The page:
There is a distinct difference between establishing marketing strategy and business development plans and creating a sales pro forma. The former includes the development of a focused, marketing plan that will provide the focal point for all your proactive business development activities. And one of the most powerful and effective strategies is market segmentation. Part savvy artistry, part pragmatic business opportunism, market segmentation enables a business to accelerate its growth through the disciplined, focused pursuit of one or more target industry verticals.

Some of you are saying: What is he talking about? How does limiting the size of your potential market result in more clients and sales revenue? Isn’t that counter-intuitive? It may initially appear that way on the surface. But by focusing on a specific industry vertical you gain a multitude of marketing advantages.

Bloomberg/file photo

By specializing in an industry you can gain all of the following benefits:

  • Institutional knowledge of that specific industry, its issues and challenges, and trends
  • An appreciation and understanding of the culture of organizations in that sector
  • You will be able to “talk the talk” and “walk the walk” because of your industry knowledge
  • You will be credible as a “trusted adviser;” an “insider” who “gets it”
  • Word-of-mouth publicity is enhanced as your reputation grows and expands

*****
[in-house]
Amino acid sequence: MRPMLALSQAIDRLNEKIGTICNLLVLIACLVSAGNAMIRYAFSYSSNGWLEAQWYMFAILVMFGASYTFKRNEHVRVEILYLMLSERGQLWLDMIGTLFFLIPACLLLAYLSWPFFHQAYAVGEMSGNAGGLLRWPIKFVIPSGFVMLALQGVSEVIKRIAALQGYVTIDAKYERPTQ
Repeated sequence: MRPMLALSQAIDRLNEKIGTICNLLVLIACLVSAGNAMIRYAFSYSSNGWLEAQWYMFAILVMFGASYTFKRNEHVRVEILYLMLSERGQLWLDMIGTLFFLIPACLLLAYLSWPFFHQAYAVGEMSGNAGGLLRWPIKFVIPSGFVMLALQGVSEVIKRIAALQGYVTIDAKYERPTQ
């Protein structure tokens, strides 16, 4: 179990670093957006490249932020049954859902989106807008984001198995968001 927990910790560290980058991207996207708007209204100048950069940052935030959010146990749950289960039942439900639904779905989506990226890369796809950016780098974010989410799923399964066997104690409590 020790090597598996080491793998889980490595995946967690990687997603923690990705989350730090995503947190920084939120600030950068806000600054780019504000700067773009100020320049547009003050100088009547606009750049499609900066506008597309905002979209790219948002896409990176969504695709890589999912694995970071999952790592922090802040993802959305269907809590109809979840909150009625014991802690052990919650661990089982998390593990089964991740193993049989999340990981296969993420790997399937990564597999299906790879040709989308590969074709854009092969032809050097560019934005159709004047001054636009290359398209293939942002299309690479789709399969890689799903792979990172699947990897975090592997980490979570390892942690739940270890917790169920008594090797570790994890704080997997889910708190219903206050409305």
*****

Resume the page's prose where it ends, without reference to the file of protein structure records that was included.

• Your marketing message can be specifically tailored to your target audience and it will resonate
  • Depending on the industry sector, there may be opportunities to create proprietary products
  • Benefits communication and enrollment strategies can be customized for that specific employee audience
  • Specific capabilities can be developed that address the needs of the target audience, which provides you with a sustainable competitive advantage
  • Increased referrals, since most finance and HR professionals leave an employer but stay in that same industry sector
  • Proactive business development activities are channeled to a target audience, not the general market
  • Most industries have “trade” associations which can provide you with speaking opportunities for “seminar selling” where you will be introduced as a subject matter expert
  • Those associations likely communicate with their members through newsletters and webinars, which can provide you with opportunities to publish pertinent articles and white papers
  • All of the above contribute to prospecting getting easier
  • The sales cycle is shortened
  • Sales revenues grow exponentially

Clients of ours have segmented the market to serve employers in the following sectors: healthcare; public schools; municipalities; state government agencies; private schools; non-profits; gaming; utilities; and hospitality, among others. One firm does business with 6,000+ school districts for one or more product or service offerings. Another does business with 23 state government agencies and 12 state universities in their home state and has more than 125,000 policyholders. Another has seen its revenues grow at a 40% compounded annual growth rate for the last six or seven years. How do those metrics compare to your practice?

Which industry or industries to focus on will depend largely upon your location, contacts, capabilities, experience and product offerings. A logical place to start would be to consider any “natural” markets that you might have. Market segmentation represents a huge marketing opportunity. And once you implement your marketing plan, your prospecting and business development activities will quickly become easier and more effective.

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Jack Kwicien

Jack Kwicien

Kwicien co-founded Daymark Advisors LLC, a Baltimore-based consulting and advisory services firm in 2001.